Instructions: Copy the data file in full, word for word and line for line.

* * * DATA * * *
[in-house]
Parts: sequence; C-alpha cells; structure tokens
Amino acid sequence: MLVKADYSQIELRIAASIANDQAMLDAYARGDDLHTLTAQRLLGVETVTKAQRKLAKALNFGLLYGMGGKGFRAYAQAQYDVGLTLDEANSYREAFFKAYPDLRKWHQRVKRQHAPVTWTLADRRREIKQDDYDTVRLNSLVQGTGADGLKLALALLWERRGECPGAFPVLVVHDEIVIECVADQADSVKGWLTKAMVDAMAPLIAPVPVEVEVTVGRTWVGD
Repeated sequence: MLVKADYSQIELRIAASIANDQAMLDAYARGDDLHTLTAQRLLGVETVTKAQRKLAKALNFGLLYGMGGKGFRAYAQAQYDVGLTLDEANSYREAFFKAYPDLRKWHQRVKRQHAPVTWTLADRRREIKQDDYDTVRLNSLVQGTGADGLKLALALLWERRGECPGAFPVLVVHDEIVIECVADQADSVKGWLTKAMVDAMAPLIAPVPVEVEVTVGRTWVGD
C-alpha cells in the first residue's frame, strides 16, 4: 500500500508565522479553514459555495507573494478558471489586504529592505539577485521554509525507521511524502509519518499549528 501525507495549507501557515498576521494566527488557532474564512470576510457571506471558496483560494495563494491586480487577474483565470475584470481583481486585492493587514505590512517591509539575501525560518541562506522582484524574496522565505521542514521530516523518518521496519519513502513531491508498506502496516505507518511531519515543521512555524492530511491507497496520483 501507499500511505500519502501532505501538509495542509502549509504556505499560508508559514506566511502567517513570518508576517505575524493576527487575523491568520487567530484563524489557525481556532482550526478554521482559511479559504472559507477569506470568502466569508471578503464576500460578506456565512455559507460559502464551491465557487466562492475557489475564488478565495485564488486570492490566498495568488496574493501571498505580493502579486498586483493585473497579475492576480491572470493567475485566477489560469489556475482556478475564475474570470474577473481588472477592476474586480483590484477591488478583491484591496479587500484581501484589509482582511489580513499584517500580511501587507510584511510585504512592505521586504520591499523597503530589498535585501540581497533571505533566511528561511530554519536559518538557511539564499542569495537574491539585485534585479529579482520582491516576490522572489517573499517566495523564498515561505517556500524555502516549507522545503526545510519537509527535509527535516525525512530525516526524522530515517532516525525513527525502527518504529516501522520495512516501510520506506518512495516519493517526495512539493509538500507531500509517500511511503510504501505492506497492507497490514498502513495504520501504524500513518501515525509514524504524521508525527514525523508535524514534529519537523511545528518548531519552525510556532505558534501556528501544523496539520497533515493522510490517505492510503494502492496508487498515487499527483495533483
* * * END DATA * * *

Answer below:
[in-house]
Parts: sequence; C-alpha cells; structure tokens
Amino acid sequence: MLVKADYSQIELRIAASIANDQAMLDAYARGDDLHTLTAQRLLGVETVTKAQRKLAKALNFGLLYGMGGKGFRAYAQAQYDVGLTLDEANSYREAFFKAYPDLRKWHQRVKRQHAPVTWTLADRRREIKQDDYDTVRLNSLVQGTGADGLKLALALLWERRGECPGAFPVLVVHDEIVIECVADQADSVKGWLTKAMVDAMAPLIAPVPVEVEVTVGRTWVGD
Repeated sequence: MLVKADYSQIELRIAASIANDQAMLDAYARGDDLHTLTAQRLLGVETVTKAQRKLAKALNFGLLYGMGGKGFRAYAQAQYDVGLTLDEANSYREAFFKAYPDLRKWHQRVKRQHAPVTWTLADRRREIKQDDYDTVRLNSLVQGTGADGLKLALALLWERRGECPGAFPVLVVHDEIVIECVADQADSVKGWLTKAMVDAMAPLIAPVPVEVEVTVGRTWVGD
C-alpha cells in the first residue's frame, strides 16, 4: 500500500508565522479553514459555495507573494478558471489586504529592505539577485521554509525507521511524502509519518499549528 501525507495549507501557515498576521494566527488557532474564512470576510457571506471558496483560494495563494491586480487577474483565470475584470481583481486585492493587514505590512517591509539575501525560518541562506522582484524574496522565505521542514521530516523518518521496519519513502513531491508498506502496516505507518511531519515543521512555524492530511491507497496520483 501507499500511505500519502501532505501538509495542509502549509504556505499560508508559514506566511502567517513570518508576517505575524493576527487575523491568520487567530484563524489557525481556532482550526478554521482559511479559504472559507477569506470568502466569508471578503464576500460578506456565512455559507460559502464551491465557487466562492475557489475564488478565495485564488486570492490566498495568488496574493501571498505580493502579486498586483493585473497579475492576480491572470493567475485566477489560469489556475482556478475564475474570470474577473481588472477592476474586480483590484477591488478583491484591496479587500484581501484589509482582511489580513499584517500580511501587507510584511510585504512592505521586504520591499523597503530589498535585501540581497533571505533566511528561511530554519536559518538557511539564499542569495537574491539585485534585479529579482520582491516576490522572489517573499517566495523564498515561505517556500524555502516549507522545503526545510519537509527535509527535516525525512530525516526524522530515517532516525525513527525502527518504529516501522520495512516501510520506506518512495516519493517526495512539493509538500507531500509517500511511503510504501505492506497492507497490514498502513495504520501504524500513518501515525509514524504524521508525527514525523508535524514534529519537523511545528518548531519552525510556532505558534501556528501544523496539520497533515493522510490517505492510503494502492496508487498515487499527483495533483